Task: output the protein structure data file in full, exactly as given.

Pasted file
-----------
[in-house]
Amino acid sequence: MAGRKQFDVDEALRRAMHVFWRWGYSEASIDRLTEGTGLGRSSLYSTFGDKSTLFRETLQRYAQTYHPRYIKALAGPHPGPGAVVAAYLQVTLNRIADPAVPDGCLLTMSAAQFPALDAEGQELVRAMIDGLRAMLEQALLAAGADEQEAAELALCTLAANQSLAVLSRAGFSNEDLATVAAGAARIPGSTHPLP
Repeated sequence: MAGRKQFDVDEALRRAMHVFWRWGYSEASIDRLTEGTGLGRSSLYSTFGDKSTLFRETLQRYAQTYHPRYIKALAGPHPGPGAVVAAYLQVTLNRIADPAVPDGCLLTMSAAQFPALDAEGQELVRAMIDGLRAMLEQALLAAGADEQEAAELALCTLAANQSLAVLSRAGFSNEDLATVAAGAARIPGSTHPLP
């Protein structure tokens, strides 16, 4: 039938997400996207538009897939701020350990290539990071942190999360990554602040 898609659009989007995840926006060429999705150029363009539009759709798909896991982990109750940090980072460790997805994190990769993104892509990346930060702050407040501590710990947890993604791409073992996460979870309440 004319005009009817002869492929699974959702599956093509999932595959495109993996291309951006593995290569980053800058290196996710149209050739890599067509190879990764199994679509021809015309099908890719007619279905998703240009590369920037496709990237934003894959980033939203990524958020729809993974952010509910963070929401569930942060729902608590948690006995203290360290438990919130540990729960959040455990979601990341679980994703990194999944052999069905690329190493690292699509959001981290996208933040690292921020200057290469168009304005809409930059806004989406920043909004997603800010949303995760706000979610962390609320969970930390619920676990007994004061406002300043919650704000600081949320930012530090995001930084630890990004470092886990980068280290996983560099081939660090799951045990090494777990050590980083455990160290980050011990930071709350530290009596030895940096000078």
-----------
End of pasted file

[in-house]
Amino acid sequence: MAGRKQFDVDEALRRAMHVFWRWGYSEASIDRLTEGTGLGRSSLYSTFGDKSTLFRETLQRYAQTYHPRYIKALAGPHPGPGAVVAAYLQVTLNRIADPAVPDGCLLTMSAAQFPALDAEGQELVRAMIDGLRAMLEQALLAAGADEQEAAELALCTLAANQSLAVLSRAGFSNEDLATVAAGAARIPGSTHPLP
Repeated sequence: MAGRKQFDVDEALRRAMHVFWRWGYSEASIDRLTEGTGLGRSSLYSTFGDKSTLFRETLQRYAQTYHPRYIKALAGPHPGPGAVVAAYLQVTLNRIADPAVPDGCLLTMSAAQFPALDAEGQELVRAMIDGLRAMLEQALLAAGADEQEAAELALCTLAANQSLAVLSRAGFSNEDLATVAAGAARIPGSTHPLP
């Protein structure tokens, strides 16, 4: 039938997400996207538009897939701020350990290539990071942190999360990554602040 898609659009989007995840926006060429999705150029363009539009759709798909896991982990109750940090980072460790997805994190990769993104892509990346930060702050407040501590710990947890993604791409073992996460979870309440 004319005009009817002869492929699974959702599956093509999932595959495109993996291309951006593995290569980053800058290196996710149209050739890599067509190879990764199994679509021809015309099908890719007619279905998703240009590369920037496709990237934003894959980033939203990524958020729809993974952010509910963070929401569930942060729902608590948690006995203290360290438990919130540990729960959040455990979601990341679980994703990194999944052999069905690329190493690292699509959001981290996208933040690292921020200057290469168009304005809409930059806004989406920043909004997603800010949303995760706000979610962390609320969970930390619920676990007994004061406002300043919650704000600081949320930012530090995001930084630890990004470092886990980068280290996983560099081939660090799951045990090494777990050590980083455990160290980050011990930071709350530290009596030895940096000078």